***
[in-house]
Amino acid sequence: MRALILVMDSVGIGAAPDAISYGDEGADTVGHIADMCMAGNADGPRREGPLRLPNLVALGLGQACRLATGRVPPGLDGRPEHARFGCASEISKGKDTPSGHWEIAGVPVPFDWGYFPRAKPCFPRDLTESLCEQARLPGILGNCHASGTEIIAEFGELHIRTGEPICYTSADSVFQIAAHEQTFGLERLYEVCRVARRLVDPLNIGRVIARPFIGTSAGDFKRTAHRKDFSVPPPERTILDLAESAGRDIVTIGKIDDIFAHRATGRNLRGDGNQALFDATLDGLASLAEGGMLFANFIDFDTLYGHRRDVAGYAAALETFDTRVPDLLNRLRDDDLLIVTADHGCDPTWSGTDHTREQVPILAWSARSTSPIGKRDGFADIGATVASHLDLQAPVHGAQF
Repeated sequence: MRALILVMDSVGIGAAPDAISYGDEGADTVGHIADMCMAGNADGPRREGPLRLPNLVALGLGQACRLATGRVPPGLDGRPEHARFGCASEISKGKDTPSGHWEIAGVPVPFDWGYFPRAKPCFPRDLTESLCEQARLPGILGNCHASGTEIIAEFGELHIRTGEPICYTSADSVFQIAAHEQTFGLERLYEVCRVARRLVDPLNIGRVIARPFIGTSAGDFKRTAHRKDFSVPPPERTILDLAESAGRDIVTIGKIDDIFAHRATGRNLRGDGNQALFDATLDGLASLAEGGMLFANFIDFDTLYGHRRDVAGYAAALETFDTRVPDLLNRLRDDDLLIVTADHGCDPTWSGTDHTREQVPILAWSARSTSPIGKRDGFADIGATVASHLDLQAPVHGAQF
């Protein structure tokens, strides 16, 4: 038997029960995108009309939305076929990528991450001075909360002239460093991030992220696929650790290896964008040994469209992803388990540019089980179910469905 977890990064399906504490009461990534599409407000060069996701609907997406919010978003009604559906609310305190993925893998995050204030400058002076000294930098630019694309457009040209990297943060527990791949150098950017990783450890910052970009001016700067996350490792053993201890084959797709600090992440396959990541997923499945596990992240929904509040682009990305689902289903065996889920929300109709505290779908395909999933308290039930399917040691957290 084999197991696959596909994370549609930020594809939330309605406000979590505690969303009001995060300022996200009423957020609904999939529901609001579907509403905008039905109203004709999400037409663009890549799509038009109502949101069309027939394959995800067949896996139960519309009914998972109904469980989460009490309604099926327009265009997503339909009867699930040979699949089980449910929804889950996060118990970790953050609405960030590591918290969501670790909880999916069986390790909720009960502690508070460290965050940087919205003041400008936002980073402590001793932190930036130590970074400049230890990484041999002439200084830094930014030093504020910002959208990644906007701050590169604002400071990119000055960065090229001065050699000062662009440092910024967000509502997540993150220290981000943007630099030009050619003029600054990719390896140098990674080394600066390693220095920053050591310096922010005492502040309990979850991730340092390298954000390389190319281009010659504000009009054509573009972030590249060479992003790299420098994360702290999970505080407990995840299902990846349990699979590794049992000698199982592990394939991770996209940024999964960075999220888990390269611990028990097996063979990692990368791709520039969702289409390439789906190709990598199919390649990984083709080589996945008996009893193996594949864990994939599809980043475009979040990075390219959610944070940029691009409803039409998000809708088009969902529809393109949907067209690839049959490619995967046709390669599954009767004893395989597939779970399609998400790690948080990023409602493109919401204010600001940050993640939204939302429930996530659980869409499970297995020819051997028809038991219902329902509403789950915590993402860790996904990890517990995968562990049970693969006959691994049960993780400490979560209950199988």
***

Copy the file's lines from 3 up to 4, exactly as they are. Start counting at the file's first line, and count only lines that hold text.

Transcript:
Repeated sequence: MRALILVMDSVGIGAAPDAISYGDEGADTVGHIADMCMAGNADGPRREGPLRLPNLVALGLGQACRLATGRVPPGLDGRPEHARFGCASEISKGKDTPSGHWEIAGVPVPFDWGYFPRAKPCFPRDLTESLCEQARLPGILGNCHASGTEIIAEFGELHIRTGEPICYTSADSVFQIAAHEQTFGLERLYEVCRVARRLVDPLNIGRVIARPFIGTSAGDFKRTAHRKDFSVPPPERTILDLAESAGRDIVTIGKIDDIFAHRATGRNLRGDGNQALFDATLDGLASLAEGGMLFANFIDFDTLYGHRRDVAGYAAALETFDTRVPDLLNRLRDDDLLIVTADHGCDPTWSGTDHTREQVPILAWSARSTSPIGKRDGFADIGATVASHLDLQAPVHGAQF
């Protein structure tokens, strides 16, 4: 038997029960995108009309939305076929990528991450001075909360002239460093991030992220696929650790290896964008040994469209992803388990540019089980179910469905 977890990064399906504490009461990534599409407000060069996701609907997406919010978003009604559906609310305190993925893998995050204030400058002076000294930098630019694309457009040209990297943060527990791949150098950017990783450890910052970009001016700067996350490792053993201890084959797709600090992440396959990541997923499945596990992240929904509040682009990305689902289903065996889920929300109709505290779908395909999933308290039930399917040691957290 084999197991696959596909994370549609930020594809939330309605406000979590505690969303009001995060300022996200009423957020609904999939529901609001579907509403905008039905109203004709999400037409663009890549799509038009109502949101069309027939394959995800067949896996139960519309009914998972109904469980989460009490309604099926327009265009997503339909009867699930040979699949089980449910929804889950996060118990970790953050609405960030590591918290969501670790909880999916069986390790909720009960502690508070460290965050940087919205003041400008936002980073402590001793932190930036130590970074400049230890990484041999002439200084830094930014030093504020910002959208990644906007701050590169604002400071990119000055960065090229001065050699000062662009440092910024967000509502997540993150220290981000943007630099030009050619003029600054990719390896140098990674080394600066390693220095920053050591310096922010005492502040309990979850991730340092390298954000390389190319281009010659504000009009054509573009972030590249060479992003790299420098994360702290999970505080407990995840299902990846349990699979590794049992000698199982592990394939991770996209940024999964960075999220888990390269611990028990097996063979990692990368791709520039969702289409390439789906190709990598199919390649990984083709080589996945008996009893193996594949864990994939599809980043475009979040990075390219959610944070940029691009409803039409998000809708088009969902529809393109949907067209690839049959490619995967046709390669599954009767004893395989597939779970399609998400790690948080990023409602493109919401204010600001940050993640939204939302429930996530659980869409499970297995020819051997028809038991219902329902509403789950915590993402860790996904990890517990995968562990049970693969006959691994049960993780400490979560209950199988």